Why Final Fantasy 14 failed (and how it was reborn)

“Running an MMORPG is like running a country,” says Naoki Yoshida, director and producer of Final Fantasy 14: A Realm Reborn. He’s giving a presentation during 2014’s Game Developers Conference, discussing why the original FF14 failed, and how his team rebuilt it from the ground up, transforming it into significantly better MMO it is today. He motions to a PowerPoint presentation adjacent to his podium; one of its bullet points suggests that if a dev team can be thought of as a country’s government, then the players are its citizens. Yoshida continues, “The biggest coup de grace is to uninstall the game and leave.” If that’s true, the original Final Fantasy 14 had its capital pillaged and burnt to the ground.

When FF14 launched back in 2010, it was met with a terrible player response and equally terrible media reviews. To quote our own: “As you wade ever deeper, you discover a swampy muck of bugs, quirks, and design decisions that stroll right up to common sense, retch loudly, and then spit in its face.” We’re not exactly talking about material for Rolling Stone’s Feel Good Hit of the Summer here. Take a look at the game’s staggeringly low 49 Metacritic score and you’ll find all sorts of complaints about unstable servers, a nightmarish user interface, and awful quest design among others. In short, Final Fantasy 14 was a disaster, and it suffered a worst case-scenario fate: termination.

Immediately after FF14’s initial launch, Yoshida was brought on to restructure the development team and rebuild the game from scratch. He succeeded (more on that later), and much has been said about how great A Realm Reborn is. What’s not been said, however, is how Square Enix originally created such a junky MMO for one of its most important franchises. How did the company fail to see that its Next Big Thing suffered from mortal wounds? And once it had no choice but to look, how did it then proceed with releasing that game into the wild? The answer, according to Yoshida, was hubris.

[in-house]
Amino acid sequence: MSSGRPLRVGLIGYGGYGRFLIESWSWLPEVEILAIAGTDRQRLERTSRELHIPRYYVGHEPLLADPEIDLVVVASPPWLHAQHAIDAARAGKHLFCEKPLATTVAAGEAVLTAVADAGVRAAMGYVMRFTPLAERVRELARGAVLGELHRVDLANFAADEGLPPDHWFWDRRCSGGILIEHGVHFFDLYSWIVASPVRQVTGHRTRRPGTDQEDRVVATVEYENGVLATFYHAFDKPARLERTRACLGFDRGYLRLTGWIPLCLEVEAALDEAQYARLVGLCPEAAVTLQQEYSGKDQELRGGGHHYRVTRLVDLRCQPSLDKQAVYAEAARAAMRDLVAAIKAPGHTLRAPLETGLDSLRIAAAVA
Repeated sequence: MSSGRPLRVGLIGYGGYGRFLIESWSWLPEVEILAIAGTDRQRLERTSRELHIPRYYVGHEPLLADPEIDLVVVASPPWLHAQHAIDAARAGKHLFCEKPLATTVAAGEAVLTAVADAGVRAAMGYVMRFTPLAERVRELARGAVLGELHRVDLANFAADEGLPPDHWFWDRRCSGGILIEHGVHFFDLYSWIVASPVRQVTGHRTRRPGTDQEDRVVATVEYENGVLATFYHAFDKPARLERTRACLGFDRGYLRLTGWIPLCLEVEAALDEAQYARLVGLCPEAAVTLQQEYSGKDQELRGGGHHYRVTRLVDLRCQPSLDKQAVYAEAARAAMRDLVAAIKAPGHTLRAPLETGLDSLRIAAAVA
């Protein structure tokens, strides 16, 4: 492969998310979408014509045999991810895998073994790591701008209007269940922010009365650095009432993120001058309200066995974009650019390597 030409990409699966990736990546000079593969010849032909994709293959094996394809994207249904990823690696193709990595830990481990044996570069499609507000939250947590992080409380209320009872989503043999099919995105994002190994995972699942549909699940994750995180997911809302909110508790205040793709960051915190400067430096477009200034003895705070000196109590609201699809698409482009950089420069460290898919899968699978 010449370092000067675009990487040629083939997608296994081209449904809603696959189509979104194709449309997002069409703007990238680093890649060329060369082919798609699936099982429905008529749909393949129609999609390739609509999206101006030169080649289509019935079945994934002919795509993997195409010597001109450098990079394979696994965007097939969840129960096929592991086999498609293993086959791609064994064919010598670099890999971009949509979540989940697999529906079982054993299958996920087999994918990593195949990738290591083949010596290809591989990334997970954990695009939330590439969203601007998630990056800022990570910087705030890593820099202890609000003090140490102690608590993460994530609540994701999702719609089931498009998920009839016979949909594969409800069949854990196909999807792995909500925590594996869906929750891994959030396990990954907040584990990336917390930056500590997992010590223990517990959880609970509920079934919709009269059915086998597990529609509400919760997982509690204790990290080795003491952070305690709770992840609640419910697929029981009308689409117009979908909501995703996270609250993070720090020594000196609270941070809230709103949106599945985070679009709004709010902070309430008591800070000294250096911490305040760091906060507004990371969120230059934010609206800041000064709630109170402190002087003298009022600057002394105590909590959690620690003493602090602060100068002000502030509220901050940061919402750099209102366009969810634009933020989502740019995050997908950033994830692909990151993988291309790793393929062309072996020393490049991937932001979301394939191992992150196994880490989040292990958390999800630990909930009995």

See, Square Enix had experienced eight long years of success with its first MMO, 2003’s Final Fantasy 11–so much so that it wanted to replicate that accomplishment by making a new MMO for a new generation of gaming hardware. But great success, Yoshida said, can breed great failure. When designing FF14, Square Enix succumbed to the pressures of having to succeed a second time. Yoshida points to three primary reasons for FF14’s failure.

First: an unhealthy obsession with graphical quality. During his GDC presentation, he pulled up an image of a flower pot that appeared in the game. It’s something a player might walk past without ever paying attention to; yet that flower pot had 1,000 polygons–the same number of resources that went into each player character. Because the in-game assets were of such high quality, the original FF14 had to be broken up into small instanced settings to prevent hardware from suffering a nuclear meltdown. Only a handful of players could ever be present in the same playing field at once, which, Yoshida said, went completely against the inherent social qualities of MMOs in the first place.

Second, Yoshida cited the development team’s surprising lack of MMORPG knowledge as a huge contributor to FF14’s failure. MMOs aren’t very popular in Japan, as PC gaming is practically non-existent. The only way for these types of games to succeed in that region is if they’re available on a console, as FF11 was on the PS2. As such, many of the developers’ only MMO experience was with FF11, and they were unaware of the significant changes introduced to the genre since 2003.

Finally, Square Enix had adopted a mindset that any problem could be fixed in the future with a patch. Not only did this make for a significantly unstable launch (FF14 suffered hundreds of daily crashes in addition to its underlying design problems), but this thought process was used as a crutch for the game’s structural flaws.